by Dr.Lawrence Wilson

© September 2018, L.D. Wilson Consultants, Inc. 


All information in this article is for educational purposes only.  It is not for the diagnosis, treatment, prescription or cure of any disease or health condition.


            As knowledge about the genetic code becomes more widespread, genetic testing is become more common.  This article is necessary because there is much misunderstanding about what these tests detect, and what the results mean.

            Also, a recent medical study found that comparing two of the standard methods of genetic testing gave very different results in the same person.  This would indicate that the entire science of genetic testing is not very accurate!  (see: JAMA Oncology, Dec.15, 2016; Comparison of 2 Commercially Available Next-Generation Sequencing Platforms in Oncology, by Nicole M. Kuderer, MD; Kimberly A. Burton, PhD; Sibel Blau, MD; et al.)





            Measuring just the DNA is difficult.  So what is done is to measure an enzyme that depends upon at least 3 steps in the process called biosynthesis.  In other words, genetic tests measure:


1) The DNA code.

2) The accuracy of transcription, or the copying of the code from DNA to RNA.

3) A number of the early steps in biosynthesis.  In this process, RNA is used to manufacture body chemicals.


This is critical to know.  In other words, genetic testing is not just DNA testing.  This is very confusing.

The standard genetic tests actually measure the RATE OF BIOSYNTHESIS of a particular protein, hormone or other chemical.  They do this by measuring an enzyme that is used to produce the protein or hormone or other chemical. That is what they actually measure.

To produce the proper enzymes requires:


1. Intact DNA (the original instructions), AND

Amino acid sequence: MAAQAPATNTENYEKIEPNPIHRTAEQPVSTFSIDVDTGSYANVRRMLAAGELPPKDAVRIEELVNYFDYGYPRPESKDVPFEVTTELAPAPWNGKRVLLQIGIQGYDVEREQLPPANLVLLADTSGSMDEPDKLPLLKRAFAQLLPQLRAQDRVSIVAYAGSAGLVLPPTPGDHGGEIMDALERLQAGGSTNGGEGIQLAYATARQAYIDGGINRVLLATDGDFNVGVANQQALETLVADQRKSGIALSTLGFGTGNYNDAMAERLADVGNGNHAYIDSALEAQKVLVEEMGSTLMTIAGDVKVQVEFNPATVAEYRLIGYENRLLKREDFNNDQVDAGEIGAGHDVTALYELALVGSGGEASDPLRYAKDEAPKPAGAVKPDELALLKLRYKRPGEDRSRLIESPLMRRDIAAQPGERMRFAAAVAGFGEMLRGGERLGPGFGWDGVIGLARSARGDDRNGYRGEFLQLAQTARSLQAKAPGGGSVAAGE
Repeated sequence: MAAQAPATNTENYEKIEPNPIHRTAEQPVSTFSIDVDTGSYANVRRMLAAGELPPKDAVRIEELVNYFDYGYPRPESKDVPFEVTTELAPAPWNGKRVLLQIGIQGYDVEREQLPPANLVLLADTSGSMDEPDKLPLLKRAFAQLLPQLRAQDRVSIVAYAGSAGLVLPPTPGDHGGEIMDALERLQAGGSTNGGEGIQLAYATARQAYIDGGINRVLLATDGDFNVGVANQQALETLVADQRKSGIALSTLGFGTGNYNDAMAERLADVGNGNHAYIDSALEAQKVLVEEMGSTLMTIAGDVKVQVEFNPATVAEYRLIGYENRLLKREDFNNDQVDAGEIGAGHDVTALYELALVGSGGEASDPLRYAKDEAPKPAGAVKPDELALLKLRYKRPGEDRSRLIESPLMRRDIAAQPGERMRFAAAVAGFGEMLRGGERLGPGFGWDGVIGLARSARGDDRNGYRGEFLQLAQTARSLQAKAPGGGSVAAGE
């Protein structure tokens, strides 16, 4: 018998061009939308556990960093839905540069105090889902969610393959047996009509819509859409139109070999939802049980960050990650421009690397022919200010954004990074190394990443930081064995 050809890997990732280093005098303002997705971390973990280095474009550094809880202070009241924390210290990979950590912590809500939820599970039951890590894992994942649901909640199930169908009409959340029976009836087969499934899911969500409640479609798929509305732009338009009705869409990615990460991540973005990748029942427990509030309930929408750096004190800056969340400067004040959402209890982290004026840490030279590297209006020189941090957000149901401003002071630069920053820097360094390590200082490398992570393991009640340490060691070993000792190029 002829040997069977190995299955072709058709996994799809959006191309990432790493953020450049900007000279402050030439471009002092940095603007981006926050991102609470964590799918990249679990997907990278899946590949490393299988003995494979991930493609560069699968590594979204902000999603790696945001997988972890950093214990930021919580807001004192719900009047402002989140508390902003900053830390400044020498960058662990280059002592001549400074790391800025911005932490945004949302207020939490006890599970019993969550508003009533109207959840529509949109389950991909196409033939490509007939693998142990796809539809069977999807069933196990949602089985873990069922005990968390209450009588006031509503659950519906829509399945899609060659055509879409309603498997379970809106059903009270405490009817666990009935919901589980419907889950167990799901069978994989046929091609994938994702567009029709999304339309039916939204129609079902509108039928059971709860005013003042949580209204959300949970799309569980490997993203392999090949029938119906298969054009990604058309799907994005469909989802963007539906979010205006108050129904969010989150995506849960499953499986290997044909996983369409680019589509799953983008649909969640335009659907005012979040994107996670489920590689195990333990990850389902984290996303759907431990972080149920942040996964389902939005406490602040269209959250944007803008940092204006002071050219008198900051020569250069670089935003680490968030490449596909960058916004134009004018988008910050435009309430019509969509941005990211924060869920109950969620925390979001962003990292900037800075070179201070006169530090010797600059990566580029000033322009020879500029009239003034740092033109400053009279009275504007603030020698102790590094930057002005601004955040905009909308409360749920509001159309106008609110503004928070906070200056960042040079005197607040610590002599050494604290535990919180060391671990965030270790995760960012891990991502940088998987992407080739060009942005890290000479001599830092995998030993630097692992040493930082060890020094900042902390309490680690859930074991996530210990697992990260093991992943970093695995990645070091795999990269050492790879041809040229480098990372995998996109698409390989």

2. Intact transcription or copying of the DNA to RNA in a precise and complete way.  In other words, the original instructions must be copied faithfully and perfectly.


3. Intact and fast enough synthesis of the particular chemical, hormone, enzyme or other substance from the RNA code or instructions.


To the best of my knowledge, if a problem shows up on a genetic test, the doctor cannot tell if the source of the problem involves step #1 above (the DNA), step #2 above (the copying of the DNA to RNA) or step #3 (final production of the chemical).


Sadly, when the test shows a problem in biosynthesis, doctors have been taught to tell the patient that the problem is with the DNA.  This means that you are “defective” and there is nothing that can be done about it.

However, this is not the truth in many cases.  Some or perhaps most of the genetic test results have to do with transcription or biosynthesis problems, not DNA problems.  Transcription or copying problems are not immutable.  They are often repairable.  RNA transcription problems are caused by toxic metals, toxic chemicals and nutrient deficiencies, for example, all of which can be corrected with a nutritional balancing program.  These issues are called epigenetics in the genetic lingo.


Therefore, the first confusion with genetic testing is that doctors and patients are drawing incorrect conclusions from some of the tests.  Instead of a doom-and-gloom attitude, doctors should be telling people to clean up their diets and to detoxify their bodies to correct some of these RNA “copying” problems and the biosynthesis problems.  At least, this is worth a try since it can and will work in some cases, at least.


Do genetic tests change?  If genetic tests only measured DNA, then they would never change. However, they can change!  Often, they change for the worse as a person ages and becomes more toxic and nutritionally depleted.  This alone proves that genetic testing does not measure just the DNA, but measures other things, as well, some of which will change depending on one’s nutritional status and other factors.